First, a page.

Global Studies 322: The Industrial Revolution in Global Context
Rose-Hulman Institute of Technology, Spring Quarter 2004-2005
MTRF, 6th or 7th Hour, A202
Office Hours, MTRF, 4th and 8th hours. You can drop in at other times, too.
Dr. Samuel Martland, Moench AL 103, 872-6034
Email: firstname.lastname@example.org. My homepage.
The changes in production, transportation, and consumption often called the Industrial Revolution brought paradoxes: they accentuated fabulous wealth and squalid poverty; for a time, they expanded both paid labor and slavery; they ensured the independence of some countries and enabled the conquest of others; they brought greater chances for health and longevity, but made wars deadlier than ever before.
The Industrial Revolution reshaped the lives of many people who never saw a factory. We will therefore trace a few key products – about one a week – from raw materials to consumers. We’ll follow cotton, for example, from the plantations of the southern US to the mills of Manchester and on to the shops of Chile and Peru. Each product will take us through several countries, cultures, and economic systems. We’ll compare those systems, see how they interacted, and trace how they changed from about 1700 to about 1875.
See GL 322 in Angel for the syllabus, drop box for work, useful links, handouts, and related information. To use the drop box and some other features you'll need to log in to Angel. Click here for a brief citation guide for papers.
Each student will complete a portfolio of short research assignments on a related topic (probably a particular type of good, technology, etc.). I will provide a list of possible types of work that could go into the portfolio, ranging from short papers to annotated collections of images or charts. Students will pick several that most interest them. One choice will be due about every two weeks. Students interested in making their portfolio in the form of a website are encouraged to do so (I’ll mostly grade them based on content, not web design.)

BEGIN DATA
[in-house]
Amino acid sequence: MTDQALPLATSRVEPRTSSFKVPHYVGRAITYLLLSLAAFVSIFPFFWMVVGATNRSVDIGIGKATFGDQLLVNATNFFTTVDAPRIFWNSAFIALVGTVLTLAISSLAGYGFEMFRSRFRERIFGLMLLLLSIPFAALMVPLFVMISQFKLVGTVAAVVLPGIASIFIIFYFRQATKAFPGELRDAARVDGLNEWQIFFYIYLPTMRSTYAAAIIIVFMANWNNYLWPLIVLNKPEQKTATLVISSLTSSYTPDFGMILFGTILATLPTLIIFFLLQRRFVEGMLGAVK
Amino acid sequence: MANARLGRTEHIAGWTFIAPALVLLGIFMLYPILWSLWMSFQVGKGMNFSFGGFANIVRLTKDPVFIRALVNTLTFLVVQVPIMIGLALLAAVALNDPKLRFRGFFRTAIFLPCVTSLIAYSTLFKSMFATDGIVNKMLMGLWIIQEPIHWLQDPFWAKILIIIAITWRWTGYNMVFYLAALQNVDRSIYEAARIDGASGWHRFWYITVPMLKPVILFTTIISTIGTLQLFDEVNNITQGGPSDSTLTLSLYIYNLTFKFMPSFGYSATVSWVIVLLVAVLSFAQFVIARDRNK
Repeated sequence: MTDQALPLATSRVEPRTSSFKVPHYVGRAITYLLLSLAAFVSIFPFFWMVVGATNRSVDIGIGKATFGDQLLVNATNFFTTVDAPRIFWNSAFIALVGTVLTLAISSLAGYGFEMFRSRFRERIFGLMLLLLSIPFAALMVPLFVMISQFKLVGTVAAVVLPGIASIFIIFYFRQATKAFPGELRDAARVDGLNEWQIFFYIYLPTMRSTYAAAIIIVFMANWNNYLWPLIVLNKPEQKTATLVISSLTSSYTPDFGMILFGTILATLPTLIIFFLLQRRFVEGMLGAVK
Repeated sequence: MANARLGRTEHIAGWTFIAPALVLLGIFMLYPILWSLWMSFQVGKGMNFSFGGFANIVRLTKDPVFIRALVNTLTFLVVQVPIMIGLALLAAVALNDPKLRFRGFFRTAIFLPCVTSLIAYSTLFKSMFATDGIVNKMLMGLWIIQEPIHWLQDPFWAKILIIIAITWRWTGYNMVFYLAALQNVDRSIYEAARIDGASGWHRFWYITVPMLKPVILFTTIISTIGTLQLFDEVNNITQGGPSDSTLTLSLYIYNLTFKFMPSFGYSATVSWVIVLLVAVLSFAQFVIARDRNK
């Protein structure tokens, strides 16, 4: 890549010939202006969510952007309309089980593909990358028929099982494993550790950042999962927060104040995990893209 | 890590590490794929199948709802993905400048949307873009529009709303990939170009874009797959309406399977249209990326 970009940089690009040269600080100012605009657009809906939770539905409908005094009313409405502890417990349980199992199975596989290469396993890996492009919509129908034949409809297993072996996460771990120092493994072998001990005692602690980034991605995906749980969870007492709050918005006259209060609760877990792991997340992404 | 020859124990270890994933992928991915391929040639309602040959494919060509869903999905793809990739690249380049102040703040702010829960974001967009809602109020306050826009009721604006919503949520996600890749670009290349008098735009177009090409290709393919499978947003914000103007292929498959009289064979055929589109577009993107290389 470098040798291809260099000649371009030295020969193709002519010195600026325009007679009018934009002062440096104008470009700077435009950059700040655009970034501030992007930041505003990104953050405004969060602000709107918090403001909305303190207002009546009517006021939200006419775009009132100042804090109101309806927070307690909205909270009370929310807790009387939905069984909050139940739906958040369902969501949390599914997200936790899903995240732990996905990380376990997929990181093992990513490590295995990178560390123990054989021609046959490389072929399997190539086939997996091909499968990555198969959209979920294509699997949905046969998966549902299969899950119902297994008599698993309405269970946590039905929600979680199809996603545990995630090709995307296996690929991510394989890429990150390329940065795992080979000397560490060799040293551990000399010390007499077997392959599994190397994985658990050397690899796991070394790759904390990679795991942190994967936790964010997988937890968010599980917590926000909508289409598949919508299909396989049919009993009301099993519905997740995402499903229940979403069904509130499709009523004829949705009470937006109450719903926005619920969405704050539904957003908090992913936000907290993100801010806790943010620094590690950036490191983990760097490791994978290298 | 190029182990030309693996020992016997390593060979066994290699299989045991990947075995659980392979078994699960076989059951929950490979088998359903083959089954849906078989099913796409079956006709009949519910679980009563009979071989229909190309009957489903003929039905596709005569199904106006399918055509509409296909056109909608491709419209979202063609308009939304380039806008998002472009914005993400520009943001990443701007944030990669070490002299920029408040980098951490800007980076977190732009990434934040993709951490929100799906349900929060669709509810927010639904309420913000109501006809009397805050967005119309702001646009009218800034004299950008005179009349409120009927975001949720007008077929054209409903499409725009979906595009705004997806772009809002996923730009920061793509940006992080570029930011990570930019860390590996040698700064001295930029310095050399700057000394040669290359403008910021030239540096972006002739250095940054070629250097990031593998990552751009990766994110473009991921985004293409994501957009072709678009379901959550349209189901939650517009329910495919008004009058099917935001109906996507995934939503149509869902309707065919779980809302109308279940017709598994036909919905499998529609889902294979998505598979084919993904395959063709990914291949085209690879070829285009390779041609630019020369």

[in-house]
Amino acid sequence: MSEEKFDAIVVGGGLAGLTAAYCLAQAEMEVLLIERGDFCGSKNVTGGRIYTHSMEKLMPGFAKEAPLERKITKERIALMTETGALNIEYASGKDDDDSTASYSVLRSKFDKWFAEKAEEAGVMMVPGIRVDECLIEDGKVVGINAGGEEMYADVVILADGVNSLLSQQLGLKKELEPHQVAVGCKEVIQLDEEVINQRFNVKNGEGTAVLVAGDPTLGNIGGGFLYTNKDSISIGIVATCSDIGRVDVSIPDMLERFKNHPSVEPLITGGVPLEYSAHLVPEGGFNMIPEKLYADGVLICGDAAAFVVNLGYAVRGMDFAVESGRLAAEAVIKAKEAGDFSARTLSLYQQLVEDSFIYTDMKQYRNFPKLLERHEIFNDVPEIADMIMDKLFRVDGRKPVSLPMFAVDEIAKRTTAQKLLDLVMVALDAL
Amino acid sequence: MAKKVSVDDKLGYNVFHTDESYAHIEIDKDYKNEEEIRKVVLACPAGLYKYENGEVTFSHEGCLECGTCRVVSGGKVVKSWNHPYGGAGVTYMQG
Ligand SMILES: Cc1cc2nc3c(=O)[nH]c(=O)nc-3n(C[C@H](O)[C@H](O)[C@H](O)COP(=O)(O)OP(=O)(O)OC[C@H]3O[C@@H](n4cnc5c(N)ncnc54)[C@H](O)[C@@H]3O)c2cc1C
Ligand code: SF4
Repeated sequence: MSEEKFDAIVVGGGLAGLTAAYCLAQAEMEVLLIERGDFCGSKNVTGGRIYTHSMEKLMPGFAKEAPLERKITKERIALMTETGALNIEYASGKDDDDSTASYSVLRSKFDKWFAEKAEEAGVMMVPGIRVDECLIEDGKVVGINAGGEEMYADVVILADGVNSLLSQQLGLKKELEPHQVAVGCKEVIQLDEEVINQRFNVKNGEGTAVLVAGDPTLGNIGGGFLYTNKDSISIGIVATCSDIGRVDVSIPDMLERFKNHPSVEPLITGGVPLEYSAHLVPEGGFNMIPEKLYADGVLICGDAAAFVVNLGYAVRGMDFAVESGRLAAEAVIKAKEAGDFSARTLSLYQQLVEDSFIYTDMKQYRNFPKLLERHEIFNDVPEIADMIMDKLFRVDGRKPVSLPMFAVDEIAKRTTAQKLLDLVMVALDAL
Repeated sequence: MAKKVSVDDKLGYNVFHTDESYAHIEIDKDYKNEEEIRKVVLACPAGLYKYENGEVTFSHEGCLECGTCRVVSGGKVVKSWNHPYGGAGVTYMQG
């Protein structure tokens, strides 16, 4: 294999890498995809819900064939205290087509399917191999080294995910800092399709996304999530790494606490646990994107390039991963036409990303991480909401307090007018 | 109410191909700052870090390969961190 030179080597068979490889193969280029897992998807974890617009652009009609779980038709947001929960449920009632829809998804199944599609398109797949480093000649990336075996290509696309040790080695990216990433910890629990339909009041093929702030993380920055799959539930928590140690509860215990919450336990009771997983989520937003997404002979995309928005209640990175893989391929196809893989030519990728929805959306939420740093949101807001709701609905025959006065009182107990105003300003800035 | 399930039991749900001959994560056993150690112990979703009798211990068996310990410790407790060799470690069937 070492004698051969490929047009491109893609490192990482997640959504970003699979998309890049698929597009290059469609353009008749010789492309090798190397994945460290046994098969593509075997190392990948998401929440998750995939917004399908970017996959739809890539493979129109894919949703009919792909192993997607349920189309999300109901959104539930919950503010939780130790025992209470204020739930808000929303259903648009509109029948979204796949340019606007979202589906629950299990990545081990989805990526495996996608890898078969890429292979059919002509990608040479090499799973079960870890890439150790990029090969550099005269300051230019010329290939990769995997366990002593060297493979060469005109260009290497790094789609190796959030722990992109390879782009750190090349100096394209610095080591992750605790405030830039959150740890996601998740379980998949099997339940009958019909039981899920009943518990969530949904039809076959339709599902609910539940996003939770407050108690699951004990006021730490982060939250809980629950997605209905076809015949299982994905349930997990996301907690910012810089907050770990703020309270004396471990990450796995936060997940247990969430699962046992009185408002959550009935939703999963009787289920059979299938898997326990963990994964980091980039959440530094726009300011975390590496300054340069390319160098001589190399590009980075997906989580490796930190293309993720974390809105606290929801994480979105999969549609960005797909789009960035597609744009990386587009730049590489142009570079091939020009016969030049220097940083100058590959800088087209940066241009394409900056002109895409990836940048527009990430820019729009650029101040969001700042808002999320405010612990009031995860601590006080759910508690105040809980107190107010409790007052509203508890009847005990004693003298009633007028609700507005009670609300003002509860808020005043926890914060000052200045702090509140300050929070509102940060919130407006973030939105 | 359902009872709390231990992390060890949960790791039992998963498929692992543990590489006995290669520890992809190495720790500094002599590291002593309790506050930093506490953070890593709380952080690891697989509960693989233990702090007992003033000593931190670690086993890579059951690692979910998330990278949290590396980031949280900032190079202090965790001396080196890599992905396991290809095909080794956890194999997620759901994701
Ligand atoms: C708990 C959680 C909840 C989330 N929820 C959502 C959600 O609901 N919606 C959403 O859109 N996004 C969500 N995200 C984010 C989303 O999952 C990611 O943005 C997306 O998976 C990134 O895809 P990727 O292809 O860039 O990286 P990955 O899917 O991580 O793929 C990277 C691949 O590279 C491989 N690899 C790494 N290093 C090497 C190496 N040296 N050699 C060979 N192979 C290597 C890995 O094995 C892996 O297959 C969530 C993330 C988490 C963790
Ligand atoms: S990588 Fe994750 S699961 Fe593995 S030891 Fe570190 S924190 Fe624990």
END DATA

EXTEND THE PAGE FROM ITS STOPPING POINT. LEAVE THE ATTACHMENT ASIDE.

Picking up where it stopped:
The various parts of the portfolio will add up to about 70% of the grade. Class participation and short homework assignments on assigned reading will make up the rest of the grade. The assigned readings will serve as common material for class discussions and as starting points for research for the portfolios.
These books will be available for purchase in the bookstore:
Arnold Bauer, Goods, Power, History: Latin America's Material Culture;
Alan Dawley, Class and Community: The Industrial Revolution in Lynn;
Wolfgang Schivelbusch, The Railway Journey: The Industrialization of
Time and Space in the Nineteenth Century; and
Dava Sobel, Longitude: The True Story of a Lone Genius who Solved the
Greatest Scientific Problem of his Time (A national bestseller).
I will hand out copies of letters from lonely merchants on the South American coast, entries from diaries of life at sea, and a few other supplemental readings. I will also use documentaries, music, and art wherever it's appropriate.
If you have any questions, please email me (Martland@rose-hulman.edu) or stop by my office (AL 103).